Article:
That verse, found in 3 John 1:2, is actually written by the elder John to Gaius. John wishes above all things that Gaius will prosper and be in health. Of course, the nature of God isn’t to wish sickness and disease upon His children. Jesus took stripes upon His back so that we could be healed. Isaiah 53:5 prophetically stakes this claim for us, “But He was wounded for our transgressions, He was bruised for our iniquities; the chastisement for our peace was upon Him, and by His stripes we are healed.”
When Jesus walked on the earth, a huge part of His ministry was to heal the sick. Did He ever heal someone with Down syndrome? Back then it didn’t have a name that gave credit to the man who first studied it. We’ll never know if Jesus ever laid His hands on a person with Down syndrome and caused their chromosomes to change from 47 to 46.
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When I read Isaiah 53 through the lens of a mother of a child with Down syndrome, I hear something much different from what I did when I memorized the chapter in elementary school.
2“…He shall grow up before Him as a tender plant, And as a root out of dry ground. He has no form or comeliness; And when we see Him, There is no beauty that we should desire Him. 3 He is despised and rejected by men, A Man of sorrows and acquainted with grief. And we hid, as it were, our faces from Him; He was despised, and we did not esteem Him.”
Jesus was not handsome by the standards of the day. He was despised, rejected, sorrowful, and grieving. As followers of Jesus (Christians), our goal in life is to be like Jesus.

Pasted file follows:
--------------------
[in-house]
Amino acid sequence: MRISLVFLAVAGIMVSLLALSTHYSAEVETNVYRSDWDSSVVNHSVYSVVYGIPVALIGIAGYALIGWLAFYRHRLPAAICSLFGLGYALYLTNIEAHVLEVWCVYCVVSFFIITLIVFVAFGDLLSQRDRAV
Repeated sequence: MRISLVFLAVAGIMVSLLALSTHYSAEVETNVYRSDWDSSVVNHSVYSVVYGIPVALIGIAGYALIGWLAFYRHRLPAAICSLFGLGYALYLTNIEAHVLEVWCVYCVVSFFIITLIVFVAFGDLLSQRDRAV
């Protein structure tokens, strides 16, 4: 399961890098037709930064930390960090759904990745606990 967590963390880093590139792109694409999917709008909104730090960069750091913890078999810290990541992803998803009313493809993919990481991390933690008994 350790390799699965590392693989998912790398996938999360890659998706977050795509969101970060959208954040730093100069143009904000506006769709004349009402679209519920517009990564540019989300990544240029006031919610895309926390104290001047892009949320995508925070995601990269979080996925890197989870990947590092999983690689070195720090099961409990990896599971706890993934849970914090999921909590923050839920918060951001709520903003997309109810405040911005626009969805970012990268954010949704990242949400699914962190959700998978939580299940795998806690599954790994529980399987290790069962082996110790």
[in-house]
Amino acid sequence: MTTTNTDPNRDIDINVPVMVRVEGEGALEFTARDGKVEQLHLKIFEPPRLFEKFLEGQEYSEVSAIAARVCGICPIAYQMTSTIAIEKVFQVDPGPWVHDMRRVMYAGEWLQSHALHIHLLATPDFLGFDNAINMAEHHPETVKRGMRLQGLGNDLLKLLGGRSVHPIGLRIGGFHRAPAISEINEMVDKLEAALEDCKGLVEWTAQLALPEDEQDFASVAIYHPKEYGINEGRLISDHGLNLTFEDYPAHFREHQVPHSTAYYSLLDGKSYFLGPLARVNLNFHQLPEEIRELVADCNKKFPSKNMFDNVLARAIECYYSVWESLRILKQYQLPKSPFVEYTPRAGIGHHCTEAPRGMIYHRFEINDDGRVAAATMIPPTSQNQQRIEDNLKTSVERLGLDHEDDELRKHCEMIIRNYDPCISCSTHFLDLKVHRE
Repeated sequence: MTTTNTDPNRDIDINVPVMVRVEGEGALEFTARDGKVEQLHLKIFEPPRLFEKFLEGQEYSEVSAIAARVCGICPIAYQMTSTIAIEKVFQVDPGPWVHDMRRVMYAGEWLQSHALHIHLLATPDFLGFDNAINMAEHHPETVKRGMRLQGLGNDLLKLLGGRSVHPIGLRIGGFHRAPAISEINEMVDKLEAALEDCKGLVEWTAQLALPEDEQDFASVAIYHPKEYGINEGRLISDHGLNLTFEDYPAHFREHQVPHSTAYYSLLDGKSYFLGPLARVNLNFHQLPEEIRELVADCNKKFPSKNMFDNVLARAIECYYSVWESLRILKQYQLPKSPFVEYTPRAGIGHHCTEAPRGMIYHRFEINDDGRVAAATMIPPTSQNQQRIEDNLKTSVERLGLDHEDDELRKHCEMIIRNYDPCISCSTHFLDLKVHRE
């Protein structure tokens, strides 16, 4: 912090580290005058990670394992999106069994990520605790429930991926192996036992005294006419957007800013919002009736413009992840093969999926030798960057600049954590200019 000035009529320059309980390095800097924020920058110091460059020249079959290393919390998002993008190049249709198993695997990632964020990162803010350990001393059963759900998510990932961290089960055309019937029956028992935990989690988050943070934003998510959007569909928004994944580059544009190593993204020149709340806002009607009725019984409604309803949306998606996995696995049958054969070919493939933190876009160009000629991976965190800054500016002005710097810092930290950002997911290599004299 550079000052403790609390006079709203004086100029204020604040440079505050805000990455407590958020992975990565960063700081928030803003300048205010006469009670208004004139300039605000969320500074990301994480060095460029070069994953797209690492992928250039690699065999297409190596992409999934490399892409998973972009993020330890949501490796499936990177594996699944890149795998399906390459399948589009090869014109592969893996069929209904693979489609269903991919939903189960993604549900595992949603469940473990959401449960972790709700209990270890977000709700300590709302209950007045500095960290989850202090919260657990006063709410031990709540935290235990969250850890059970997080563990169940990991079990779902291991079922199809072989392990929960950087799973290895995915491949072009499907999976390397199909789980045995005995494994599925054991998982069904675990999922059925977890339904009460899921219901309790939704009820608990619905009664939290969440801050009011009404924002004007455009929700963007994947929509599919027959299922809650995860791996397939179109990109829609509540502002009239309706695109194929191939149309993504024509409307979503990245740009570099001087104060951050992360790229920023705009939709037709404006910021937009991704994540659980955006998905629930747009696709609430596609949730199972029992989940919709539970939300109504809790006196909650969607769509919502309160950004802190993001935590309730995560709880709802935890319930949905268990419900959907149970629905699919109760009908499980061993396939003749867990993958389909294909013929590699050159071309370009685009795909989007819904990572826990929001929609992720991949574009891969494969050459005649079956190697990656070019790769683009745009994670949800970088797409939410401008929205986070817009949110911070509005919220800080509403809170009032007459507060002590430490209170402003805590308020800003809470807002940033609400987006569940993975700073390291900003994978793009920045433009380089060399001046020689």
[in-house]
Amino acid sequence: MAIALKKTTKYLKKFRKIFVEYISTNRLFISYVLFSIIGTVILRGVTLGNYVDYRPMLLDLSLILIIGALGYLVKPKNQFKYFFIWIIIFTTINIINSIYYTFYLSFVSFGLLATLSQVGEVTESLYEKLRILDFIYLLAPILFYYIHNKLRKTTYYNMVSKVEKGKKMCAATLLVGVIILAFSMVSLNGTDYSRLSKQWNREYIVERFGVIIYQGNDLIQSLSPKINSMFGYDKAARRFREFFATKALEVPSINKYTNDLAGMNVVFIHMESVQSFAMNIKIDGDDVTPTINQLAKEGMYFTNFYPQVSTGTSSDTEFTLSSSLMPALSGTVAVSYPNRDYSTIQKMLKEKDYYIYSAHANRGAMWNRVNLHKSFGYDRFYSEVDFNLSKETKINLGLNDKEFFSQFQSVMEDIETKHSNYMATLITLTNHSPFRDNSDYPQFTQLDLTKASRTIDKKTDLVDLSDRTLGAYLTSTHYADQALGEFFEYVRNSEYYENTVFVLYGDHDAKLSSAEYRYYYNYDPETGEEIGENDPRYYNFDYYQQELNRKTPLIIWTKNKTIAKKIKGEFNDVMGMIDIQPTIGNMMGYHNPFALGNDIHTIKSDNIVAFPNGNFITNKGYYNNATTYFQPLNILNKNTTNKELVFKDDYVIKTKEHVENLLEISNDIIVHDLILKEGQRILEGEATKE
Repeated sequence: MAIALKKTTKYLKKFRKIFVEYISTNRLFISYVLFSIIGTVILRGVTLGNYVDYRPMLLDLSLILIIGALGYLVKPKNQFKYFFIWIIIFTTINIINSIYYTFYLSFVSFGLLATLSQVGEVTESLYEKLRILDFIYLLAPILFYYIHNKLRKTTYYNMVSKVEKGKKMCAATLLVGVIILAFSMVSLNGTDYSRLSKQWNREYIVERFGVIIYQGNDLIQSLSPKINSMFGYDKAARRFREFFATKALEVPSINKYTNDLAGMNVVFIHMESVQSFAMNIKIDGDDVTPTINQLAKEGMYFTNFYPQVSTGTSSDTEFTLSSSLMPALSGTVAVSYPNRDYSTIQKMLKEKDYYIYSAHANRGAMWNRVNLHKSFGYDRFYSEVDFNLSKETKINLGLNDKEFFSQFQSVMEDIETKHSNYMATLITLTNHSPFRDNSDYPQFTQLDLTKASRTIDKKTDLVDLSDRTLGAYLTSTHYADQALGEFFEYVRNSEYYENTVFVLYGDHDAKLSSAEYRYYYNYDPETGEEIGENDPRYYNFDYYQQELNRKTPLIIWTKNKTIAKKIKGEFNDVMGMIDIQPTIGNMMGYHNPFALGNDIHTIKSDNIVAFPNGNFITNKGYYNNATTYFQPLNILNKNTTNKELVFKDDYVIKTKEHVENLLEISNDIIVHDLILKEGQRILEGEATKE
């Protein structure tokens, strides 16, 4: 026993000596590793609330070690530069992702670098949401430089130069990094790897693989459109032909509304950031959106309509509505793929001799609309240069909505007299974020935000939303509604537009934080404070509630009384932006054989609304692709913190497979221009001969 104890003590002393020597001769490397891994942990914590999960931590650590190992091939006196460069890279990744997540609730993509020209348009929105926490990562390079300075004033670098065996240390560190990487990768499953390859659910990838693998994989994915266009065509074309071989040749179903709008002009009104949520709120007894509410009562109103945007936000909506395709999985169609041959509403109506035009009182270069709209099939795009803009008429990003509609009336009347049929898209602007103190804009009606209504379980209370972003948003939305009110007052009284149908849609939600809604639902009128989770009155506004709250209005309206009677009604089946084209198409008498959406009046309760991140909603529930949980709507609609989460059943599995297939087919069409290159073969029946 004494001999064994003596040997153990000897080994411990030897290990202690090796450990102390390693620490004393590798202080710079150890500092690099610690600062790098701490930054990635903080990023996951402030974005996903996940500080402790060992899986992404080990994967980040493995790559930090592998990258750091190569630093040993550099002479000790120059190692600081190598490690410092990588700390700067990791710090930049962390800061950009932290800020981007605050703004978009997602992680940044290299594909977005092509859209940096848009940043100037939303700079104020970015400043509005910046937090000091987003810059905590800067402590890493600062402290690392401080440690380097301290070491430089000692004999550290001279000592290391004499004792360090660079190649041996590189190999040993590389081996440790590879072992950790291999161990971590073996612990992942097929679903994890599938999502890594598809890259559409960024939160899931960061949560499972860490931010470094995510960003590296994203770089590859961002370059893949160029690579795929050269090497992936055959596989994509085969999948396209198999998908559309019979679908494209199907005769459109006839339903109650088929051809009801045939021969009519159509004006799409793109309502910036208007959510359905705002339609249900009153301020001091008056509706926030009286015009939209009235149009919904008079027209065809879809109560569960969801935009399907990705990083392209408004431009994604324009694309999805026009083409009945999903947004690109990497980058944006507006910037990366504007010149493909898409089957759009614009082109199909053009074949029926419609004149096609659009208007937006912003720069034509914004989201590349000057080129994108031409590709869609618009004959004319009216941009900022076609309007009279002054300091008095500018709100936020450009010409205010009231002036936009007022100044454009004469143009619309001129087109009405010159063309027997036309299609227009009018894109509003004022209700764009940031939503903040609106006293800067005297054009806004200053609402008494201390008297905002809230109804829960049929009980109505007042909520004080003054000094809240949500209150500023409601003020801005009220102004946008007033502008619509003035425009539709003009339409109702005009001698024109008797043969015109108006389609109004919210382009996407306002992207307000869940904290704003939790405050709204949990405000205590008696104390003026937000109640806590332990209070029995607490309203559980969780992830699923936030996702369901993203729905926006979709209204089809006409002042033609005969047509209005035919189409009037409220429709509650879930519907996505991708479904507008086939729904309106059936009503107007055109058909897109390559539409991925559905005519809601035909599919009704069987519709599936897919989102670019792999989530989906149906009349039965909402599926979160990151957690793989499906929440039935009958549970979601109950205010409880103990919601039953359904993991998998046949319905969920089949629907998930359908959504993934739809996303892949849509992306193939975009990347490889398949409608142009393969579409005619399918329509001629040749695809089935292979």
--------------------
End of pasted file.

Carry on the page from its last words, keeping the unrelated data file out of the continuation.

“Surely He has borne our griefs And carried our sorrows; Yet we esteemed Him stricken, Smitten by God, and afflicted.”
Why then do we think that as Christians we are supposed to be attractive by the standards of our culture, popular, happy, and free from suffering? What is this theory that says that affliction is from Satan? Shouldn’t the reality of sin in the world, the reality that so many reject Jesus and are headed for hell, cause us grief? The JOY of the Lord is our strength, but we carry with us the tension of this terrible grief.
Those with Down syndrome are overwhelmingly reported to have compassion, empathy, and unconditional love for others. While they feel sorry when they are rejected and despised, they are reported to be generally happy people. Yet WE think of them as stricken with a disease, smitten by God – afflicted.
There are those in my own family who shake their heads, convinced that Down syndrome is a curse upon us for sin that Rick or I committed, and that we have been afflicted by God.
But Isaiah 53 prophetically describes Jesus as a man who bore our grief and carried our sorrow – and instead of feeling grateful, we looked at him as one who was smitten by God.
As I consider this chapter in light of my role as the mother of Redmond, I wonder if people with Down syndrome are more like Jesus than those of us who have 46 chromosomes.